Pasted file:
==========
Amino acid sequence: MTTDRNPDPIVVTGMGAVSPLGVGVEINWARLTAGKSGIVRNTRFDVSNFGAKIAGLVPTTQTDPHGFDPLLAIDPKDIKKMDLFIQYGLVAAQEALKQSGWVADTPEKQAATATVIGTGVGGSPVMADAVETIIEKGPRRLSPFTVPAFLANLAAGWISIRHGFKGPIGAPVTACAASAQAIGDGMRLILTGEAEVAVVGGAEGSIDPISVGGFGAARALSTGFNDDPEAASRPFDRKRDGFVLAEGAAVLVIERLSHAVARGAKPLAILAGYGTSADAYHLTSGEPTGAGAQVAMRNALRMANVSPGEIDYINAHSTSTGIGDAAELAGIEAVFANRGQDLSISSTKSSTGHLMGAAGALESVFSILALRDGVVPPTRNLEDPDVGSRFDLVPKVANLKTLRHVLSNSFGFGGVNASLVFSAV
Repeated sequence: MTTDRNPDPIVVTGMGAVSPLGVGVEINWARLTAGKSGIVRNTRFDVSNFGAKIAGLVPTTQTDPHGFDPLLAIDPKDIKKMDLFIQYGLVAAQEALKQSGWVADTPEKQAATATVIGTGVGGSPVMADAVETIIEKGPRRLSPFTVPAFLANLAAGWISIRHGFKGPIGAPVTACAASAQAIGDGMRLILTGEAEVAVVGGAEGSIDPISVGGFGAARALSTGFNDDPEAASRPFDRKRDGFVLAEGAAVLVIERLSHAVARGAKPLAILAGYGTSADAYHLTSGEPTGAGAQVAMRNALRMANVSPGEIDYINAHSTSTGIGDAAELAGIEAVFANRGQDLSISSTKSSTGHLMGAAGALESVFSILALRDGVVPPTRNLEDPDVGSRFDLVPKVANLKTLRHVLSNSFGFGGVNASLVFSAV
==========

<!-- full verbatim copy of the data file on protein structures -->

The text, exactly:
Amino acid sequence: MTTDRNPDPIVVTGMGAVSPLGVGVEINWARLTAGKSGIVRNTRFDVSNFGAKIAGLVPTTQTDPHGFDPLLAIDPKDIKKMDLFIQYGLVAAQEALKQSGWVADTPEKQAATATVIGTGVGGSPVMADAVETIIEKGPRRLSPFTVPAFLANLAAGWISIRHGFKGPIGAPVTACAASAQAIGDGMRLILTGEAEVAVVGGAEGSIDPISVGGFGAARALSTGFNDDPEAASRPFDRKRDGFVLAEGAAVLVIERLSHAVARGAKPLAILAGYGTSADAYHLTSGEPTGAGAQVAMRNALRMANVSPGEIDYINAHSTSTGIGDAAELAGIEAVFANRGQDLSISSTKSSTGHLMGAAGALESVFSILALRDGVVPPTRNLEDPDVGSRFDLVPKVANLKTLRHVLSNSFGFGGVNASLVFSAV
Repeated sequence: MTTDRNPDPIVVTGMGAVSPLGVGVEINWARLTAGKSGIVRNTRFDVSNFGAKIAGLVPTTQTDPHGFDPLLAIDPKDIKKMDLFIQYGLVAAQEALKQSGWVADTPEKQAATATVIGTGVGGSPVMADAVETIIEKGPRRLSPFTVPAFLANLAAGWISIRHGFKGPIGAPVTACAASAQAIGDGMRLILTGEAEVAVVGGAEGSIDPISVGGFGAARALSTGFNDDPEAASRPFDRKRDGFVLAEGAAVLVIERLSHAVARGAKPLAILAGYGTSADAYHLTSGEPTGAGAQVAMRNALRMANVSPGEIDYINAHSTSTGIGDAAELAGIEAVFANRGQDLSISSTKSSTGHLMGAAGALESVFSILALRDGVVPPTRNLEDPDVGSRFDLVPKVANLKTLRHVLSNSFGFGGVNASLVFSAV